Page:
• Supply: About 1% to 4% of revenues typically went to paper products at quick service restaurants or to linen and uniform cleaning at higher-end casual dining restaurants.
In a best case scenario, a restaurant might make up to 35% gross margin, but 20% to 25% was more typical. Franchised restaurants also paid a royalty, adding a 3% to 6% cost line, and a marketing fee which added a further 2% to 10% in costs. Depending on the size of the franchise organization, overhead might account for another 5% to 15% of cost.
1 “Freedonia Focus on Restaurants,” Freedonia Group. February 2011.
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Restaurants typically operated on razor-thin margins, with profitability a direct function of their ability to generate high traffic, execute consistently, and control costs. Traffic, in turn, was a function of the brand’s appeal, marketing effectiveness, real estate location, and store experience.
Levendary Café: The Foundations
In the quick casual restaurant segment, Levendary Café was distinguished by two elements: wholesome soups, salads, and sandwiches using high-quality ingredients, and a commitment to service in a comfortable, friendly environment. Its corporate chefs were highly trained artisans from the Culinary Institute of America and other top cooking schools who took pride in creating everyday versions of gourmet fare. Customers raved, “Eating at Levendary makes me feel rich.”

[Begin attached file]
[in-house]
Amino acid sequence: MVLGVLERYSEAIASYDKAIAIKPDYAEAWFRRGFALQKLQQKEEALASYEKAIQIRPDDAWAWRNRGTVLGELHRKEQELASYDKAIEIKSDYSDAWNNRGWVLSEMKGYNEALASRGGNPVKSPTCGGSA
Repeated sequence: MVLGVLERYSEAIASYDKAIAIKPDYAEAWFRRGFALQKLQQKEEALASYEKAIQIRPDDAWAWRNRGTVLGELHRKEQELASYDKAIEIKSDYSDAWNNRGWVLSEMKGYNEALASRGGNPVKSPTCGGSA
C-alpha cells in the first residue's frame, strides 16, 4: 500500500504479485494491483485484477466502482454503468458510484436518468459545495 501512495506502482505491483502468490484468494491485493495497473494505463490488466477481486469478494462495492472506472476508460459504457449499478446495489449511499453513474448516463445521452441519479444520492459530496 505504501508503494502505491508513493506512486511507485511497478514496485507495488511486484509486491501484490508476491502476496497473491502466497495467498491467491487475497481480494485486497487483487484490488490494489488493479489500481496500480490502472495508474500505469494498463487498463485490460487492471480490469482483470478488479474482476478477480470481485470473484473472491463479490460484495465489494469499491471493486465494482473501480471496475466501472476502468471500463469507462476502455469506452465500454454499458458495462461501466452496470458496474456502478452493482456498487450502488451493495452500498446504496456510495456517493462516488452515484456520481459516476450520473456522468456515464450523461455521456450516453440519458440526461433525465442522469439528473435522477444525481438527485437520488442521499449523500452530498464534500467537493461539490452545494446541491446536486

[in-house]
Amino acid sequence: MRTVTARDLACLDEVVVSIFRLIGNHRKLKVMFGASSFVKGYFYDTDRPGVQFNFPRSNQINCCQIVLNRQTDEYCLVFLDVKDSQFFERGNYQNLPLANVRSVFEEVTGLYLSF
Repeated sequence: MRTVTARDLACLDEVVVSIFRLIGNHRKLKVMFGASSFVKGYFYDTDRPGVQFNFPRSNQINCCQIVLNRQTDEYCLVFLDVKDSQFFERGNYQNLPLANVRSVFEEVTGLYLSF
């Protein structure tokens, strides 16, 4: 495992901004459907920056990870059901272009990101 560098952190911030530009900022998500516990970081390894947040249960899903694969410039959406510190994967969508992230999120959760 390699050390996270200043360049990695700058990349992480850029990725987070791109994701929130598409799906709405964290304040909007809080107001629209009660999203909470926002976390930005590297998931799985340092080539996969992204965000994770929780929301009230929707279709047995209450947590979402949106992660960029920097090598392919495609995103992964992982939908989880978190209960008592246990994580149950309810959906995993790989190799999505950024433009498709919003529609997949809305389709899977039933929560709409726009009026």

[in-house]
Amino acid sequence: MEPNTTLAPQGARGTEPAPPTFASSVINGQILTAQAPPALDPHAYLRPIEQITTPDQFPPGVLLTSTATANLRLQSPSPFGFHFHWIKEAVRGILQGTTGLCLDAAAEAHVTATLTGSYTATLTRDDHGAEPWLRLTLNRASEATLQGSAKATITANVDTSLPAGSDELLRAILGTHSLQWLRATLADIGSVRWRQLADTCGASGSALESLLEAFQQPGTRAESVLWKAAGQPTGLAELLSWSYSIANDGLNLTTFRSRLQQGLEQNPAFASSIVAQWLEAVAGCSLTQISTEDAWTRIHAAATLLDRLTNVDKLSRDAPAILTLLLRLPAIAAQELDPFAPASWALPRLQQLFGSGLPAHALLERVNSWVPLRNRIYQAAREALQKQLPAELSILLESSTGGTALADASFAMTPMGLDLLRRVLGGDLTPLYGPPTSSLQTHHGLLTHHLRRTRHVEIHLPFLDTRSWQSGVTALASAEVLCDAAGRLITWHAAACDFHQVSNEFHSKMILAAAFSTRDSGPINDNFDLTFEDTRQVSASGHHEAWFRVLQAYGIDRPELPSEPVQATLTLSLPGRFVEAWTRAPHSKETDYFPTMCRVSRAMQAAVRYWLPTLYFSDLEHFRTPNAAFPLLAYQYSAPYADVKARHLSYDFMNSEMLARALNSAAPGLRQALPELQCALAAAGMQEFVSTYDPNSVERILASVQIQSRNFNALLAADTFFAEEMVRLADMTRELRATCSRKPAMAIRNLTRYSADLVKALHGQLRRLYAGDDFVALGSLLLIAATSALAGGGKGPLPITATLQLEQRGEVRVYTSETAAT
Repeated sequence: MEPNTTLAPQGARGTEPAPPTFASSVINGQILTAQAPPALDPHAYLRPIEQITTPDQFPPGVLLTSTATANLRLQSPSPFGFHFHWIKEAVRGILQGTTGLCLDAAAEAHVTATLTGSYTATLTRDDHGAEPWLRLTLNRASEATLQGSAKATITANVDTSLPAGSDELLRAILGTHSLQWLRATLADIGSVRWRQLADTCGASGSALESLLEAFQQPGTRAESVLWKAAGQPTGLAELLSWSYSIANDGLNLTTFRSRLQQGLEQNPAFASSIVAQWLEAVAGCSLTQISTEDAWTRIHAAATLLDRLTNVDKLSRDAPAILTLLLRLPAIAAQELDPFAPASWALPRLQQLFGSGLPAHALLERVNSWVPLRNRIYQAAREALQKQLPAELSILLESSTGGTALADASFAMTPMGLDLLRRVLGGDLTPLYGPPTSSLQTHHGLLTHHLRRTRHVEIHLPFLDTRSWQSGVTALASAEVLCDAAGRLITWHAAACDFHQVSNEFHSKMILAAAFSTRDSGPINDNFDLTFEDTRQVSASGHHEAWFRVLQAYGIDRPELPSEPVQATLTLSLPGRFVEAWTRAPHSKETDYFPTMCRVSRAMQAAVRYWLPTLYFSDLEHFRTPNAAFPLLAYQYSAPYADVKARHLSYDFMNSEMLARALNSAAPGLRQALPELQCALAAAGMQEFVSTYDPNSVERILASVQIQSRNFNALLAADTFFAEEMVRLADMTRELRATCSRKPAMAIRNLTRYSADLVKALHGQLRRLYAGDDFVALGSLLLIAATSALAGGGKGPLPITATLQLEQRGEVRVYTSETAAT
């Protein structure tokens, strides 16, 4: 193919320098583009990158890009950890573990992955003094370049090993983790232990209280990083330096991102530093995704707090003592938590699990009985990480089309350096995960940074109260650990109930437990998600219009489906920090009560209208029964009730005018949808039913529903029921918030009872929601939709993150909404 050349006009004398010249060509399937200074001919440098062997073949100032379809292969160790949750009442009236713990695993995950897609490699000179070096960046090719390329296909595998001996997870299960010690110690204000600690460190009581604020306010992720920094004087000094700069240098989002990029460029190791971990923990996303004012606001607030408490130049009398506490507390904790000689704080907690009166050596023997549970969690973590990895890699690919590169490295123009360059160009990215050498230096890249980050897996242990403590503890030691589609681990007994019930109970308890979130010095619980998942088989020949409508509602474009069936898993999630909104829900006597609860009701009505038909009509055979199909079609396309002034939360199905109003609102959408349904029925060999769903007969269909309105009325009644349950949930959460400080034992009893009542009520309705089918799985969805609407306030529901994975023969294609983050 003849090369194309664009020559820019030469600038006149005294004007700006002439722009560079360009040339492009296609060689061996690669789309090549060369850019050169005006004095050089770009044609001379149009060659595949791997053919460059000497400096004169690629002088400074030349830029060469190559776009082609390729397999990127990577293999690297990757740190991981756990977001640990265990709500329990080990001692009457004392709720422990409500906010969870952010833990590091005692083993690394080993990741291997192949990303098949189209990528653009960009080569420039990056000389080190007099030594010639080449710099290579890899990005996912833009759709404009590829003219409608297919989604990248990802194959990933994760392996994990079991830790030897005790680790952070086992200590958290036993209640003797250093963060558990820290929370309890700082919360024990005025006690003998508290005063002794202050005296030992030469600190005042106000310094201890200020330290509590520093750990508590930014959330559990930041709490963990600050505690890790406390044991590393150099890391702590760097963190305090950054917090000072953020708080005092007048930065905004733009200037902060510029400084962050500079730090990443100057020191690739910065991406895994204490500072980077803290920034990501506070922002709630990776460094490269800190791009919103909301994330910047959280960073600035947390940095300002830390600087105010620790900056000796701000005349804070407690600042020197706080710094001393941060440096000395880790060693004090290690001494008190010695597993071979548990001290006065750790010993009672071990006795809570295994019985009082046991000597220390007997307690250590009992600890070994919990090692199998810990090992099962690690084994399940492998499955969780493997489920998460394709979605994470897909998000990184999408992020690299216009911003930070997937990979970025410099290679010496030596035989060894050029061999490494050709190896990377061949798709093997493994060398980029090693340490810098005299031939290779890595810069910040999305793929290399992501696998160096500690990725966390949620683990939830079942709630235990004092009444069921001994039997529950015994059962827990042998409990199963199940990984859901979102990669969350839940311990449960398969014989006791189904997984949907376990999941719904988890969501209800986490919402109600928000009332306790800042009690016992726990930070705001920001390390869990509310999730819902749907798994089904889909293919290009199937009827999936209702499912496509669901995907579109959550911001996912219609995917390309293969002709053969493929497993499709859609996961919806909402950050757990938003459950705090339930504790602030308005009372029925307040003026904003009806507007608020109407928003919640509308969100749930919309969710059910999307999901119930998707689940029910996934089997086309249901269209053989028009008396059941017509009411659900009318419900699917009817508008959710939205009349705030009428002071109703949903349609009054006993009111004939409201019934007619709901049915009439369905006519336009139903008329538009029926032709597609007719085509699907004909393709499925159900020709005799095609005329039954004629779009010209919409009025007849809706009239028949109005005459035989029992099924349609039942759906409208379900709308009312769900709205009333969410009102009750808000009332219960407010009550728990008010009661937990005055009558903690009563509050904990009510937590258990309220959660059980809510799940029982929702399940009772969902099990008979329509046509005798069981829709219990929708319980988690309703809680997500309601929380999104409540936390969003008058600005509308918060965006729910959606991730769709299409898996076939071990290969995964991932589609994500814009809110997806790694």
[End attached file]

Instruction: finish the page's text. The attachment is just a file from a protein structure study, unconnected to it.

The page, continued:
Levendary was also distinguished by its willingness to take risks, especially those that helped evolve its concept over time. It was an entrepreneurial characteristic traced to founder Howard Leventhal. The most recent risky change occurred five years before Foster became CEO, when the company decided to use only organic grains in its breads and hormone-free naturally raised meats in its sandwiches. To management’s delight, customers willingly paid the premium price, resulting in increased revenues and margins and a simultaneous boost in customer trust in the brand.
The Organizational Foundation: Blending Concepts and Operations
A complex organization supported Levendary’s primarily U.S. business. The Denver headquarters housed the following activities (see Exhibit 1 for a basic organizational chart):
• Concept: For 23 years, Howard Leventhal had relied on Chief Concept Officer (CCO) Lucian Leclerc to keep Levendary a top U.S. restaurant concept. Leclerc managed both the food development group and the marketing team that together determined what Levendary represented to the customer. With Leclerc’s uncanny ability to sense nascent food trends and Leventhal’s willingness to take calculated risks, the pair had kept the company at the forefront of changing tastes. Their shared commitment to healthful, wholesome eating was embedded in the company’s culture and reflected in its well-known advertising slogan “Tasty Fresh Goodness” or TFG as insiders referred to it.
• Marketing: The Marketing group reported to the CCO. Its creative team worked with outside advertising agencies to convey the TFG concept through advertising copy and images. The logo, store decor, and media images used a palette of earth tones to communicate natural, wholesome goodness. The distribution team ensured that banners, table tents, window decals, and menu boards were properly placed in all 3,500 company and franchised stores, appropriately modified for differences in store size and layout. Preparing menus and menu boards was complicated by variations in menu items to respond to local market preferences and by pricing differences to meet local competition. But the comfortable, welcoming, and homey “look and feel” of stores always remained consistent.